Good work Virgin, now we can pay extra for what should be a basic service, AND have kids kicking the back of our seats incessantly with their sleeping bed attachments you have allowed their inconsiderate parents to use.
    No member give thanks

  • johnaboxall

    johnaboxall

    2 Dec, 2017 01:56 pm

    Inflight WiFi isn't a basic service. It's a cost that needs to be recovered. People lived without it for years so having to pay now isn't an issue if you need it.
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  • P1

    P1

    2 Dec, 2017 02:02 pm

    Tell that to Virgin when people switch to other carriers who do provide WIFI for free.
    No member give thanks

  • Scott Brown

    DownSouth

    2 Dec, 2017 02:33 pm

    P1
    You are provided free wifi on all domestic flights. You
    Can upgrade subject to a small fee for faster service. Look at the - responses on your post and you’ll see how out of sync you statements are with the majority view.
    There is free wifi to all passengers, and Virgin is the only Aus carrier rapidly providing wifi to LA, NZ, Asia, it’s the only Australian carrier you I’ll be able to use wifi on in 2018 period.
    Win win
    No member give thanks

  • P1

    P1

    2 Dec, 2017 03:18 pm

    DownSouth, all I can see is people who say the only way they can get downtime is to take a flight that has no WIFI. Sorry, that doesn't fly, anyone can turn their phone off, anywhere/anytime, if they don't want connectivity.

    Likewise, why would you limit your option to Australian carriers?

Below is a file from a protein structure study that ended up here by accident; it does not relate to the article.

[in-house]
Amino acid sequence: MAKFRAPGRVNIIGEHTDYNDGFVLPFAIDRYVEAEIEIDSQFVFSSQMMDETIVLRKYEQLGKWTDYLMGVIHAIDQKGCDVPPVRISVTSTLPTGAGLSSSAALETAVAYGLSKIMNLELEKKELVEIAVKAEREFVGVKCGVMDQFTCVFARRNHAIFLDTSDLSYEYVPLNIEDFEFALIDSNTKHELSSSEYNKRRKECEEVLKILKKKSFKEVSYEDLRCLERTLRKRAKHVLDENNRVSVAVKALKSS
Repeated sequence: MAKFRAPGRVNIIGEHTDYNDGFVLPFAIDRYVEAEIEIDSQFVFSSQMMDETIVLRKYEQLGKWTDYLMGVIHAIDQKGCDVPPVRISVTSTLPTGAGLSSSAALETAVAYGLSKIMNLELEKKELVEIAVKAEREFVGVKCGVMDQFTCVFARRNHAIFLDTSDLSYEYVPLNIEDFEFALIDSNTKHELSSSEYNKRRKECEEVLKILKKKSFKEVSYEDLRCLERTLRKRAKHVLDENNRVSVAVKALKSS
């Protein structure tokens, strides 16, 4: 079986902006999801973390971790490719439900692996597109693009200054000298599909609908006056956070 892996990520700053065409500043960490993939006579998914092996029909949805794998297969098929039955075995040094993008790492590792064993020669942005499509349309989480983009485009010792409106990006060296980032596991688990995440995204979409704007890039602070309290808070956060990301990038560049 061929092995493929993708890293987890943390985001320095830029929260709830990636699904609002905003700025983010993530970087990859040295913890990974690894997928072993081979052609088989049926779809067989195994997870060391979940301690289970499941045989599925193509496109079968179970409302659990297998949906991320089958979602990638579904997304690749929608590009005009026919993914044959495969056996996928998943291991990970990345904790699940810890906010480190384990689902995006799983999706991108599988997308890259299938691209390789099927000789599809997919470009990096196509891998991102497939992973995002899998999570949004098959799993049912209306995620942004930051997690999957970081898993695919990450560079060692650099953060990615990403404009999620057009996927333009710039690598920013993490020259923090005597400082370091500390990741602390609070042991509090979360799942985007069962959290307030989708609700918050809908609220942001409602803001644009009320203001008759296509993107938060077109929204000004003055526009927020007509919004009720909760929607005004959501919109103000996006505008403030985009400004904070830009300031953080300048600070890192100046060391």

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  • johnaboxall

    johnaboxall

    4 Dec, 2017 11:43 am

    Duopoly. Just wait and see what QF come up with.
    No member give thanks

  • Bob Burgess

    Bob Burgess

    1 Dec, 2017 04:50 pm

    I'm okay with the basic concept suggested here, 3-5Mb/s is all you need for basic Web, email etc, if you want 10-15Mb/s then pay for it. People forget that WiFi isn't actually 'free' because somebody somewhere along the line has to pay for it. The model Virgin is following would see those who pay for the service effectively subsidising the free connection.
    No member give thanks

  • Boof

    Boof

    20 Dec, 2017 08:31 pm

    @David: Do you guys have the rego's of the "handful" of 737's with the internet available for VA? I know YIF and YIG have it but handful would suggest more are fitted that haven't been announced.
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  • David Flynn

    David

    20 Dec, 2017 08:34 pm

    Virgin told us earlier that a third Boeing 737 was due to be running WiFi by end of this month but we don't have the rego number (that's not the sort of thing we bother with).
    No member give thanks

Guest

23 Jul, 2019 09:05 am